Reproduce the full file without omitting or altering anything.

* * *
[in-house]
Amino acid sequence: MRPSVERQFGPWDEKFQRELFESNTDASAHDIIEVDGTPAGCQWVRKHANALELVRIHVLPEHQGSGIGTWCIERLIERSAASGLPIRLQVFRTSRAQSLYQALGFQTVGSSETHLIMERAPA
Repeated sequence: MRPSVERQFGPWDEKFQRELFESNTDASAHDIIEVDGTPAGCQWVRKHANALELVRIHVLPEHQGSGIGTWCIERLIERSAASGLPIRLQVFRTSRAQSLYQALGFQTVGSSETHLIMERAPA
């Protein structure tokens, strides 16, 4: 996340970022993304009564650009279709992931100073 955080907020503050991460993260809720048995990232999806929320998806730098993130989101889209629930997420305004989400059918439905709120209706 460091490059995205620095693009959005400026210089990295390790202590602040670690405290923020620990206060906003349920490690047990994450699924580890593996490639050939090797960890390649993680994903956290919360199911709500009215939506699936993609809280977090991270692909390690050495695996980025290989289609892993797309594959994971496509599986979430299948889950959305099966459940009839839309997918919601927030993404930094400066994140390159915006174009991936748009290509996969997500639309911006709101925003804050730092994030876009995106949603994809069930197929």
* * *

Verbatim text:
[in-house]
Amino acid sequence: MRPSVERQFGPWDEKFQRELFESNTDASAHDIIEVDGTPAGCQWVRKHANALELVRIHVLPEHQGSGIGTWCIERLIERSAASGLPIRLQVFRTSRAQSLYQALGFQTVGSSETHLIMERAPA
Repeated sequence: MRPSVERQFGPWDEKFQRELFESNTDASAHDIIEVDGTPAGCQWVRKHANALELVRIHVLPEHQGSGIGTWCIERLIERSAASGLPIRLQVFRTSRAQSLYQALGFQTVGSSETHLIMERAPA
């Protein structure tokens, strides 16, 4: 996340970022993304009564650009279709992931100073 955080907020503050991460993260809720048995990232999806929320998806730098993130989101889209629930997420305004989400059918439905709120209706 460091490059995205620095693009959005400026210089990295390790202590602040670690405290923020620990206060906003349920490690047990994450699924580890593996490639050939090797960890390649993680994903956290919360199911709500009215939506699936993609809280977090991270692909390690050495695996980025290989289609892993797309594959994971496509599986979430299948889950959305099966459940009839839309997918919601927030993404930094400066994140390159915006174009991936748009290509996969997500639309911006709101925003804050730092994030876009995106949603994809069930197929």